Wednesday, June 22, 2011


Like many of you, I will be soon taking to the sky and landing in New Orleans for ALA.  I am quite excited, not only to see all of your smiling faces, but because one of my best friends in the world lives there and I will finally get a chance to hang out with him and his adorable family.

I will be co-presenting a session on Embedded Librarianship along with the rest of the superb team of librarians from LREI and superstar Buffy Hamilton.  If you get a chance, you should swing on by!

I'm also on the outgoing side of the ALSC Library Service to Special Needs Children and their Caregivers Committee.  The program being put together by committee members (and guest speakers) is Sensory Storytime: Preschool Programming that Makes Sense for Kids with Autism.  This is a presentation that is bound to help libraries and patrons alike!

I will be out and about, so if you see me on the street or on the floor, please say hi!

Friday, June 17, 2011

Blast from the Past - Maya Running, by Anjali Banerjee

Things around My Tweendom have been insanely busy lately, hence the blog pause that lasted much longer than anticipated.  Our tweens have left the building, our inventory is complete and we are furiously planning for the upcoming ALA in NOLA, summer grants and next year's curriculum.

To keep your thirst for all things books quenched, here is a book blurb from 2005 and my first blog, Booktopia. 

Be careful what you wish for!

How many times has that statement turned out to be true? For Maya Mukherjee, they should have been words to live by.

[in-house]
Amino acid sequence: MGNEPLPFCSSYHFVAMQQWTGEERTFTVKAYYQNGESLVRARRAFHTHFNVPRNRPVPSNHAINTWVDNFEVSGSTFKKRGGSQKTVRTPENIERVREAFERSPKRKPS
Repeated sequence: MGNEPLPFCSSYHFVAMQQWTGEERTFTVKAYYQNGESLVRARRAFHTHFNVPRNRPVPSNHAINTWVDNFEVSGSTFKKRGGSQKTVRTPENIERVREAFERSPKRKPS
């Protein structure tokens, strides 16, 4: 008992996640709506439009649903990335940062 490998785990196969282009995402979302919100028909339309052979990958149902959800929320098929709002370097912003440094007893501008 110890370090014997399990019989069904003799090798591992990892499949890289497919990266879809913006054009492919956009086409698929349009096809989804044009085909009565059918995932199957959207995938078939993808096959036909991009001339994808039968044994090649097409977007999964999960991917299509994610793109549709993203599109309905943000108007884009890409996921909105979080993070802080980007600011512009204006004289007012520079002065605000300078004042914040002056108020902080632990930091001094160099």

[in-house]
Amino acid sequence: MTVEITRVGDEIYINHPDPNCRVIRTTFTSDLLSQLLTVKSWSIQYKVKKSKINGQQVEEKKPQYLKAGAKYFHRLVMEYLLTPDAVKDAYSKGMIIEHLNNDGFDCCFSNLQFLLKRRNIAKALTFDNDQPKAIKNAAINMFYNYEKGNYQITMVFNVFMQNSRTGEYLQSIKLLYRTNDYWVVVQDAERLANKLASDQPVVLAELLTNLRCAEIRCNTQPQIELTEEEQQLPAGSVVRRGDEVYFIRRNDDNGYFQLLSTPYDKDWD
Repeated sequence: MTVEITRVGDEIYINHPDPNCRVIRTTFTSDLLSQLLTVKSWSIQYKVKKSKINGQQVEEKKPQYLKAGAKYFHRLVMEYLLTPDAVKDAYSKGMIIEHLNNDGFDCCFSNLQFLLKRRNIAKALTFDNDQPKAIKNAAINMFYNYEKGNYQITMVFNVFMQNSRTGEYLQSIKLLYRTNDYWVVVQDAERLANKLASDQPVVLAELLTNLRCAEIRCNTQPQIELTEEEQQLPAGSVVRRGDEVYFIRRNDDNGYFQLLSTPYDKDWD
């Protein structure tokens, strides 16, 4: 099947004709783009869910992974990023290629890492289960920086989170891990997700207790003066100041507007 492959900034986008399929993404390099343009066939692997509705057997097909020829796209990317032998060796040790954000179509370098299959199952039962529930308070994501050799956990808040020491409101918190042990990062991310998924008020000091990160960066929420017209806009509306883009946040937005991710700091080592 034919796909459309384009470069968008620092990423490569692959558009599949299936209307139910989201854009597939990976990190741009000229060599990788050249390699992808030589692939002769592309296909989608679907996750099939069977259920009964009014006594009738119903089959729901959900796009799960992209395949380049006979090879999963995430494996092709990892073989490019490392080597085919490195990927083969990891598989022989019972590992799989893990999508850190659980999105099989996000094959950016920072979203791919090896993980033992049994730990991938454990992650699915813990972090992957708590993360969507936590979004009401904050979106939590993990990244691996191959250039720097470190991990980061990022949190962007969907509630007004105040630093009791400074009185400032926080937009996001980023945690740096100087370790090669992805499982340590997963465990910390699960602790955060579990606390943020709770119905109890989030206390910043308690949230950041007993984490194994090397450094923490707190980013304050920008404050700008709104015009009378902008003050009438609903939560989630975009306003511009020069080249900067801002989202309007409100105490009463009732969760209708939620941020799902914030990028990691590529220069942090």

It's the mid 1970s in Manitoba, and Maya is not a happy girl. Her friends call her lunchtime dal "barf", her parents are making her hang out with the Ghose boys, she has a huge crush on Jamie, and Brian just called her the "N" word. The only bright spot is that Maya has convinced her parents to let her beautiful cousin Pinky come over from India for 3 weeks.

Pinky is beautiful and actually seems exotic to Maya, with her saris, kohl lined eyes and her Kathak dancing. Pinky has also brought along a golden statue of Ganesh. When Jamie's affections turn from Maya to Pinky, Maya turns to Ganesh for help. Little does she know that this sweet loving trickster god will turn her life upside down.

Even though Maya starts to live the life she thought she wanted, she is not feeling very good about it. Her parents are shadows of their former selves, and her friends just aren't themselves. And Jamie ... his adoration is becoming downright scary.

This is a  tween read that would be great for anyone who feels like the odd one out. The story obviously relies heavily on the author Anjali Banerjee's own life, and though it is dated in the 1970s, the journey for self discovery is a timeless one.